Thursday, July 12, 2012

Dark Night of the Soul

Here I have arrived at a time of sadness; this is the very last of the beach posts. It has been tremendous fun to recount the shoreline sightings from my June day in Jersey, and a welcome mental respite from my current location, which is in fact cooking me in my own skin (which I guess is better than being cooked in someone else's skin huh?). I saved my favorite bird for last. Even though I saw about ten new birds on the beach, my favorite sighting was of a bird I often see around the riparian preserves in Phoenix, but not like this.

Oh sigh...a Black-crowned Night Heron with breeding plumes out in front of the Atlantic Ocean. It was a beautiful thing. I see these birds almost every time I visit the Gilbert Water Ranch in southeast Phoenix, but there it definitely didn't feel like I was seeing the birds in their proper element, or at least in their most pure element. Crashing ocean waves and a stingy salty breeze? That's as elemental as it gets!

There was a pair of these stocky-but-elegant birds on the Barnegat Bay wharf. While the little shorebirds all scuttled along in an anxious state, these lanky striders made their rounds on the rocks with calmness and dignity. They seemed to be enjoying the the sounds, the sights, and the smells as much as the actual hunt and prospect of getting food. While it was enjoyable to watch them surveying the churning tide with their ruby-red eyes, it was even more interesting to watch them gaze out into the horizon for minutes on end, apparently thinking about very serious things. Heavy sits the crown, as they say.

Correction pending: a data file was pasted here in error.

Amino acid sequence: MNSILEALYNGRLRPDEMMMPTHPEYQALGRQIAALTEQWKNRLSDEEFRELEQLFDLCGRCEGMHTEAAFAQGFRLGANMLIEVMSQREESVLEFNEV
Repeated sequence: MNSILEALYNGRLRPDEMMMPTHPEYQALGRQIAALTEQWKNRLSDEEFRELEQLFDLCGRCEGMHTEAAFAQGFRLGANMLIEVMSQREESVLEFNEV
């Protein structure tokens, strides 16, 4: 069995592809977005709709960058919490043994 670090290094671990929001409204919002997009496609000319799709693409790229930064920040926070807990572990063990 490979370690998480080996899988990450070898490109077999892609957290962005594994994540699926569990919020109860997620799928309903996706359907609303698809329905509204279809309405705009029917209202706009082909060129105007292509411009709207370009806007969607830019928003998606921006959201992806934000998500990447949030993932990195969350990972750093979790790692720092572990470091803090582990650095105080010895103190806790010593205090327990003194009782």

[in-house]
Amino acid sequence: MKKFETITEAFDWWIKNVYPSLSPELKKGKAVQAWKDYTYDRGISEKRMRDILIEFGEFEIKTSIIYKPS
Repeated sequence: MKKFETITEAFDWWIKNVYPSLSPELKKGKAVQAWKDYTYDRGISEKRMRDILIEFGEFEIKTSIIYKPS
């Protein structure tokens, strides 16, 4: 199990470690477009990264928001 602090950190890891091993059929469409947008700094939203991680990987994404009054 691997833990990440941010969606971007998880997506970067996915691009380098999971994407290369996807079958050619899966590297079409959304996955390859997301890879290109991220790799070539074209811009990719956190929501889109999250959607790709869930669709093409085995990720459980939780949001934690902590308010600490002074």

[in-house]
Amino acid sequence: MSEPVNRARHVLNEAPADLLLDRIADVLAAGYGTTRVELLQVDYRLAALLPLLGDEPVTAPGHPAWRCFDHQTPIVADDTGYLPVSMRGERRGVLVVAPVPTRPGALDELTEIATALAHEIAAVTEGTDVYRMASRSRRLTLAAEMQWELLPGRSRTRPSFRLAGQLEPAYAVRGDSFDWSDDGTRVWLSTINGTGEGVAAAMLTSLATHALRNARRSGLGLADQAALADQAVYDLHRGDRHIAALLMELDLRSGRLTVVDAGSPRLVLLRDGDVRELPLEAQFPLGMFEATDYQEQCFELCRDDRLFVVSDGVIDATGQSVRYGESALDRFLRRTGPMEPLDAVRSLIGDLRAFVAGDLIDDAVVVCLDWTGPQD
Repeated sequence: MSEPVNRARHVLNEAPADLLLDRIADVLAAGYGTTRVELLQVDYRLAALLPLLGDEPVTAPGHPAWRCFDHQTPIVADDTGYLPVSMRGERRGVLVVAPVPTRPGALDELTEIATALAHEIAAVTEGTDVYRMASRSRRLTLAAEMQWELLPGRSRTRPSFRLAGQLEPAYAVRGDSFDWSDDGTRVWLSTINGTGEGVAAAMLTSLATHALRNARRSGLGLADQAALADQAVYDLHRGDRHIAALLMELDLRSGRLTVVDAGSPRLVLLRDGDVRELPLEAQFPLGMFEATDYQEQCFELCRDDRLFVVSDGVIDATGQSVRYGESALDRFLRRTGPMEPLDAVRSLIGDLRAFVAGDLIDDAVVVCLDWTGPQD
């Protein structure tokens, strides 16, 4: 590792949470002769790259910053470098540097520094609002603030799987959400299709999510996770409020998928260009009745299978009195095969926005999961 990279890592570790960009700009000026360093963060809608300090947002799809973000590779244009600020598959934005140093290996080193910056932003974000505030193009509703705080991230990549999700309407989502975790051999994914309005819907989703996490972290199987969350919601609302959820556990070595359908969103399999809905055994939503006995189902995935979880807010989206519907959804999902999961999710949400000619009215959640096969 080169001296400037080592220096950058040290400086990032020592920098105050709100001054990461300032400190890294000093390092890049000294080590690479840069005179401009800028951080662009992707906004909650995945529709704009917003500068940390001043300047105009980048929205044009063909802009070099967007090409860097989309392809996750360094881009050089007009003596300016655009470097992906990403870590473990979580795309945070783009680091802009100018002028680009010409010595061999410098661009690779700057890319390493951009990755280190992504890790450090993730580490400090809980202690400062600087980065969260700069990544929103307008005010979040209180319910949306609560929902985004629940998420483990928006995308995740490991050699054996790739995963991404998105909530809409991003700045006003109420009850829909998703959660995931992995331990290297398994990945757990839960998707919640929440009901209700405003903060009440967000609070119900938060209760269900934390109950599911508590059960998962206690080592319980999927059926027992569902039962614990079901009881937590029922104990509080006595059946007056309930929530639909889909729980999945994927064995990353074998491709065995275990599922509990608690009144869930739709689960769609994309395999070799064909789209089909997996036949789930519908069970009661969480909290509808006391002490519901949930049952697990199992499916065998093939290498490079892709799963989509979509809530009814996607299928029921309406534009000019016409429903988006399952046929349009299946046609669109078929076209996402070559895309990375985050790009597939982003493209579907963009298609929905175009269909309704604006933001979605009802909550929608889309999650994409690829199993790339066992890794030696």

Every once in a while they'd turn and look right at me. GLARE! Is there just something in human nature that makes us unnerved by red eyes? I mean, they're not too uncommon amongst birds, and the red eyes are one of the Black-crowned Night Heron's best features. Even so, I think I'd rather cuddle with a three-legged Harpy Eagle that hasn't eaten for a month than with this Night Heron.

Look at this picture for a minute and then see if you too think this bird's legs are too far forward on its body. I know, it's just the way it's standing but still...looks funny.

Even as the sun climbed high overhead, the Herons maintained their stoic vigil atop the rocks. They looked so cool and so morose, but when they turned their heads they'd catch the pleasant sea breeze and get a nice fluff. I don't often think of Night Herons having a lion's mane but, well, there it is.

 And sometimes they'd really get fluffed! It's not just the bold red eyes of the Black-crowned Night Heron that are so intriguing; it's that the birds are also shape shifters. I really wish I could do this (whatever is going on in the bottom photo); it looks way more satisfying than a heavy shrug or sigh.

I had to go out to the Atlantic coast to be reminded how awesome Black-crowned Night Herons are, and I'm ashamed to say I might find the more muted Herons in Phoenix to be dull by comparison. At any rate, it was fun to have one of these more common birds still serve as a highlight in my trip. Batman may have based his motif on the Bat, but I'm thinking the Dark Knight had Black-crowned Night Herons as the inspiration for his attitude and style.